You have a prospect who is interested in what you have to offer but says there is no budget for it. This is often considered the most difficult objection to rebut. But, probing for more information after being told this objection can uncover some key information that might result in you making the sale. Develop strategies to politely ask about budget limitations, future spending, and who within the organization can make budget decisions. The answers will help you confirm whether the “no money” objection is real or if there is something else preventing the sale.

Your Price is Too High
This classic objection often sets rookie salespeople off running on with a list of benefits and reasons why the higher price is justifiable. This often doesn’t accomplish a thing. Rather, turn the tables and ask questions to find out what is lurking below the surface of your prospect’s resistance. Start by asking the prospect with what they were hoping to pay. Work from there, and keep the questions open-ended so that they have to engage in a conversation. You’ll learn more about your prospect and will be able to figure out whether or not price is truly at the root of the objection.

No Need
Frequently, prospects who say they have no need for your products or services are just using this objection as a stock answer for anyone and everyone who approaches them. Consider turning this objection into a reason for buying. Find ways to point out why there is a need for your product or service. If you can make it difficult for the client to use this objection, it can very well turn into the reason for buying.

Don’t Drop the Networking Ball

April 9, 2009 at 12:17 pm | Posted in Adrian Miller Sales Training, Adrian's Network, entrepreneurship, Networking | Leave a comment

Dropping the ball in the game of networking is akin to not catching a fly ball in baseball. Others are counting on you to successfully execute the play and keep the game going. Let the ball drop too many times, and you’ll be booted off of the team.
Networking is entirely about follow through. Just like in baseball, a networking introduction is like a spectacular ball that is heading right for you. You need to keep your eye on it and reach out if you’re going to make the most of the opportunity.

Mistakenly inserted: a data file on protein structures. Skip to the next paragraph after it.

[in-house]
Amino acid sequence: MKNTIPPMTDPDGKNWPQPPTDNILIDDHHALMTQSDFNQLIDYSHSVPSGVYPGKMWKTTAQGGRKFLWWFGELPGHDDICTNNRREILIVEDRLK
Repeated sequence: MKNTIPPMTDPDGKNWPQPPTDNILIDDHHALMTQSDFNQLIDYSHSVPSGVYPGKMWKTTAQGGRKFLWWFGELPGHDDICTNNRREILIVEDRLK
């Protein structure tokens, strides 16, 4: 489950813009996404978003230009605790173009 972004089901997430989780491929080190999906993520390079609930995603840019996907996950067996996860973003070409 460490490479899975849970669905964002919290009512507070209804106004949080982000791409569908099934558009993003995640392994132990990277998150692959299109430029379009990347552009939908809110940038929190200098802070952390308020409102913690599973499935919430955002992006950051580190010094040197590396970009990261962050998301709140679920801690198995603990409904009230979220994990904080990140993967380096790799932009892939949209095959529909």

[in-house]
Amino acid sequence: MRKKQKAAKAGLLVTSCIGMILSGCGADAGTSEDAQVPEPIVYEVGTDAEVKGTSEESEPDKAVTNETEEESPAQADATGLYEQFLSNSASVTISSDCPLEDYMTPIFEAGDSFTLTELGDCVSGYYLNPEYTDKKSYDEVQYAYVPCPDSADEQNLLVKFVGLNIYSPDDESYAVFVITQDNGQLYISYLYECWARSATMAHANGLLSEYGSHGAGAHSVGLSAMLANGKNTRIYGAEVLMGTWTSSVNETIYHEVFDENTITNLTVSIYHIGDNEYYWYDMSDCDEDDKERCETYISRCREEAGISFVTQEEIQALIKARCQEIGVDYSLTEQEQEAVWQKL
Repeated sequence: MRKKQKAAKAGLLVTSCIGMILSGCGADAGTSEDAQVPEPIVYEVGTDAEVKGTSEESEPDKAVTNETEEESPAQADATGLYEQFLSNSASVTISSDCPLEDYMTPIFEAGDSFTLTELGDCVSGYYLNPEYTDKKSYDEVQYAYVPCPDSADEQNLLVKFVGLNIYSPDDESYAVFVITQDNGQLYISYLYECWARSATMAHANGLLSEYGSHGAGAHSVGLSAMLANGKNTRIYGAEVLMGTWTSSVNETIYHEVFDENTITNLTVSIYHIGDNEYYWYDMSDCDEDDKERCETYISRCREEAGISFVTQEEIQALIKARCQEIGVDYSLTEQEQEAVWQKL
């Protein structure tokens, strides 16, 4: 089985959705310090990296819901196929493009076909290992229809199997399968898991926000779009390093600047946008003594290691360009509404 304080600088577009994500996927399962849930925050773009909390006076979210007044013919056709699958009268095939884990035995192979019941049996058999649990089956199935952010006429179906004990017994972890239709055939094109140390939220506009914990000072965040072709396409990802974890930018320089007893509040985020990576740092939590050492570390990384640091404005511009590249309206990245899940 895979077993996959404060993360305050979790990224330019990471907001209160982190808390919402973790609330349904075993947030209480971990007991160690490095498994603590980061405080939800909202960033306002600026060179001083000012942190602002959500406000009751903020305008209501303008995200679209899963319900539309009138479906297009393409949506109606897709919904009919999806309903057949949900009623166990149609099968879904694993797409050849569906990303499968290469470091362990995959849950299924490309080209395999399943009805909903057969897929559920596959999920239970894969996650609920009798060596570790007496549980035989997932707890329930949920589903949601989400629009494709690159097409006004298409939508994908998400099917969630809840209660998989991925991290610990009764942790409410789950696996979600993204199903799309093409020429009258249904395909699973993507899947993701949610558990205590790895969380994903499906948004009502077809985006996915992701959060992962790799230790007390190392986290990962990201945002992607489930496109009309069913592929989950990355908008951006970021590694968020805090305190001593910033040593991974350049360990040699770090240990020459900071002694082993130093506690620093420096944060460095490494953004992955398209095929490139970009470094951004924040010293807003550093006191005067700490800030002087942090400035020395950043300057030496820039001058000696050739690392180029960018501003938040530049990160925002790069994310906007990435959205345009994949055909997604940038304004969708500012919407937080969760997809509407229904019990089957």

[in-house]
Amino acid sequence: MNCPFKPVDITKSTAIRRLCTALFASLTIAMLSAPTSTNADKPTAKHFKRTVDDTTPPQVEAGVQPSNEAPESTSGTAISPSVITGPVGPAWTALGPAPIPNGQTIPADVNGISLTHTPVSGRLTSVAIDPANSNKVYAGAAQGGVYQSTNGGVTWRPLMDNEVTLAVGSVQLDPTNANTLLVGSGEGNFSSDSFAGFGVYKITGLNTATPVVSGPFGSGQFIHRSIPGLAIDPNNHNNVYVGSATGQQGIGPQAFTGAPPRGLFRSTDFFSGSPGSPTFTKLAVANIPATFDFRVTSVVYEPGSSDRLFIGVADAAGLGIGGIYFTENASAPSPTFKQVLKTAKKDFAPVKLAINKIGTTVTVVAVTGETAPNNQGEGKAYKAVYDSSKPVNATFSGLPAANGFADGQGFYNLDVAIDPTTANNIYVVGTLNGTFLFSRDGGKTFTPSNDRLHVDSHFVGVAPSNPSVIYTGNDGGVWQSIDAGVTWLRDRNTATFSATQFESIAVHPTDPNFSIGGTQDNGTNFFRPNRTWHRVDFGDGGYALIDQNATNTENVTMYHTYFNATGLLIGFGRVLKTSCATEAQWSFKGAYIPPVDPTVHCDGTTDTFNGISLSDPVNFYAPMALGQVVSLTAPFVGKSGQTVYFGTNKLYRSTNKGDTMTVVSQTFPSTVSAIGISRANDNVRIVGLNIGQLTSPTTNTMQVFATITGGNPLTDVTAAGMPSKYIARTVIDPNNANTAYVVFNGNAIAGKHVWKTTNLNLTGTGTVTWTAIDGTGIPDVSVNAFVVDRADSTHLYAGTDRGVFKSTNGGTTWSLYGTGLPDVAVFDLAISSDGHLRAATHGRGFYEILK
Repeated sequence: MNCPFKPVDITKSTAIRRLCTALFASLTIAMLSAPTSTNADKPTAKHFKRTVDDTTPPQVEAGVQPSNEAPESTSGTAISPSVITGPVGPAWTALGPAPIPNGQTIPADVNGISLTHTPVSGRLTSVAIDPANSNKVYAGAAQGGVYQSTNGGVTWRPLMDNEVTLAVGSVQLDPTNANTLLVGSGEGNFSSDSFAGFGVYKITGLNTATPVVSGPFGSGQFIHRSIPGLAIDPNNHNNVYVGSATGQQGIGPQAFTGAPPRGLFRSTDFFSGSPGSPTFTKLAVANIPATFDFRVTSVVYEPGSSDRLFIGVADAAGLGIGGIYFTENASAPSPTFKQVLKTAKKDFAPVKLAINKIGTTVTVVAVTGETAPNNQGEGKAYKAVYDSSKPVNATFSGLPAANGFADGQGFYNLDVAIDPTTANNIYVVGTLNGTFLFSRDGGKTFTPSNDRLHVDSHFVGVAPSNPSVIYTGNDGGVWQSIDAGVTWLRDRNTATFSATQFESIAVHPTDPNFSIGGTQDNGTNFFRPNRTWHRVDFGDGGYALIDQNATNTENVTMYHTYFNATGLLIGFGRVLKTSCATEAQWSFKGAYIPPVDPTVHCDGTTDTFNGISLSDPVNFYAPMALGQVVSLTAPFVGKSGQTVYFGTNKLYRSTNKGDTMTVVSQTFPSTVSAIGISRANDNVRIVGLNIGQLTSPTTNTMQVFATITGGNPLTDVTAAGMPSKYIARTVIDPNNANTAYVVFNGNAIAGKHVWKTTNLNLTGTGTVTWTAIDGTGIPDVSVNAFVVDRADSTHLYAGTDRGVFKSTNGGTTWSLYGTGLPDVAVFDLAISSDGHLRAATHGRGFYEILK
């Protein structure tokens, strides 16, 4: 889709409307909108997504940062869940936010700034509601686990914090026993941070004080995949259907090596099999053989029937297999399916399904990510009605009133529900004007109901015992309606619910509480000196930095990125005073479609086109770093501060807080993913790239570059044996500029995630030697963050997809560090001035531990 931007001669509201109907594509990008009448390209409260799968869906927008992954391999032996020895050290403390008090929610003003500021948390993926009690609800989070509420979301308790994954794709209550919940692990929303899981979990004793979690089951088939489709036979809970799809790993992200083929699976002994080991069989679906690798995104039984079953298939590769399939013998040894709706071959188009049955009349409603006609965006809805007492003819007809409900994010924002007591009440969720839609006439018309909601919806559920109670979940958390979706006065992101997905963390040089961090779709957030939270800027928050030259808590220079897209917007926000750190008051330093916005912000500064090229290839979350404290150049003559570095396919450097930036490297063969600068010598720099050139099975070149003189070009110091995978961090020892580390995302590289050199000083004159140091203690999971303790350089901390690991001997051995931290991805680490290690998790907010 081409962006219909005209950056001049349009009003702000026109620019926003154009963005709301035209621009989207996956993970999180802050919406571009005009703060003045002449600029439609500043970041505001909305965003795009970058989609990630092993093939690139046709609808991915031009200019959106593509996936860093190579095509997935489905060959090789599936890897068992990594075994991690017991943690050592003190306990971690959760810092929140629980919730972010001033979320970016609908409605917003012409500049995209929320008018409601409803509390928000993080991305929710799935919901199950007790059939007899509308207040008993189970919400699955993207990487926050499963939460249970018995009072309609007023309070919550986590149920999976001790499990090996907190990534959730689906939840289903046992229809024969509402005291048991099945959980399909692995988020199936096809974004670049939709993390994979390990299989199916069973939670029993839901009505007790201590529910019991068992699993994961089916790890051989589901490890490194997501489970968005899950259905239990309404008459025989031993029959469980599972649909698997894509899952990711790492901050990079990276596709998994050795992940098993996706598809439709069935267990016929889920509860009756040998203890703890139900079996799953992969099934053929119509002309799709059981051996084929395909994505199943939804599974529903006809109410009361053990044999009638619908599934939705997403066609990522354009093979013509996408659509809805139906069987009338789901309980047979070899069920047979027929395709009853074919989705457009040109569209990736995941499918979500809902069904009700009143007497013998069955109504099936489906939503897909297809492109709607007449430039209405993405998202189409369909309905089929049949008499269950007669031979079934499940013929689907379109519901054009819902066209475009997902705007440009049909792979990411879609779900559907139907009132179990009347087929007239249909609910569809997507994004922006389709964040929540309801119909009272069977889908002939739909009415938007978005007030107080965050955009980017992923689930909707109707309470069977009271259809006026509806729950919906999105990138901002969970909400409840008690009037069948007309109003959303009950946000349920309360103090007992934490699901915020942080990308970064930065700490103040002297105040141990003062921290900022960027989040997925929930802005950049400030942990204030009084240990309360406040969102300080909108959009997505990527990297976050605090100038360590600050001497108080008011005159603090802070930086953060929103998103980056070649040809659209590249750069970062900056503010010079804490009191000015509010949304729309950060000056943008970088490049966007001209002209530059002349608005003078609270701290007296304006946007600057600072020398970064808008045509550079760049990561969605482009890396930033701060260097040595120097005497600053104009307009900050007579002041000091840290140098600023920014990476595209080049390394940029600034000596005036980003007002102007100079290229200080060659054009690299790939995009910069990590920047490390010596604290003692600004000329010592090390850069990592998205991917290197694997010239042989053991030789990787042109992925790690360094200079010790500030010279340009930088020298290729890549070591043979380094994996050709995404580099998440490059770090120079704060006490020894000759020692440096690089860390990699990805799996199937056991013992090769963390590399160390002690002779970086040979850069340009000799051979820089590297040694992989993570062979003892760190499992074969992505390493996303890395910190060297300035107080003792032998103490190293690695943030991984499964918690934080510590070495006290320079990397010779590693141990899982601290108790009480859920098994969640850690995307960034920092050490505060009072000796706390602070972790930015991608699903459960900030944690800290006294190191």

Too often, individuals get busy and forget to make contact with leads that were given to them or don’t follow up with the individuals who facilitated the introductions. Both slip ups are grievous errors in the realm of networking and can really tick off those who have put time and energy into helping you. If you’re guilty of lack of networking follow up and follow through, don’t be surprised if you’re given the “three strikes and you’re out” treatment from your colleagues and acquaintances. No one is going to continue to help someone who isn’t appreciative.

Don’t let yourself be demoted to the minor leagues of networking. Follow these tips and stay in the game:

Say Thank You
As soon as you obtain a lead from someone who has facilitated an introduction, thank them! Don’t wait for a week to go by, and don’t blow it off as something of little importance. A networking lead is a gift, so be gracious even if you don’t think it’s going to amount to a new business opportunity. Write a hand-written note or offer to take them to lunch. Don’t just send a lame, half-hearted thank you email. Remember, no one is going to go out of their way for you if you’re not enthusiastic in your response!

Keep Organized
Use a system for keeping track of your leads and who has provided them to you. Don’t let the information get buried in your email or on your desk.

Follow Up Promptly with the Lead
Develop a rule for yourself for the maximum amount of time you will take to contact a new lead. Ideally, it shouldn’t take you longer than 24 hours to make that first contact.

Follow Up Promptly with the Facilitator
Your work is not done once you’ve had that initial conversation. Now, you need to contact the person who facilitated the lead and give them an update. This step is frequently forgotten but vitally important to maintaining good networking relationships.

Networking is not just about you receiving new contacts. It’s also about you reciprocating the favors bestowed upon you. Be generous about helping others, making introductions, and offering assistance whenever you have the chance.

Networking is a Contact Sport

April 7, 2009 at 5:11 pm | Posted in Adrian Miller Sales Training, Adrian's Network, entrepreneurship, Marketing, Networking, sales, Sales Training, small business | Leave a comment

As with so many aspects of life, networking requires action and effort if you’re going to reap its benefits. You can attend countless in-person and online events and register for every networking group under the sun, but you’ll get nowhere if you’re not actively taking the time to connect with the people you are meeting.

Networking is akin to someone opening a door just a bit. It’s your choice to push the door open to enter into the world of others. If you’re not putting your time in to follow up and form relationships, you’re merely peeking in the “networking” door and closing it in the face of potential opportunity.

Networking is truly a contact sport that requires you to be proactive if you’re going to win. Are you guilty of taking a defensive networking strategy; waiting for others to contact you? If so, the following tips are well worth reading and following if you want to achieve any level of success from your efforts.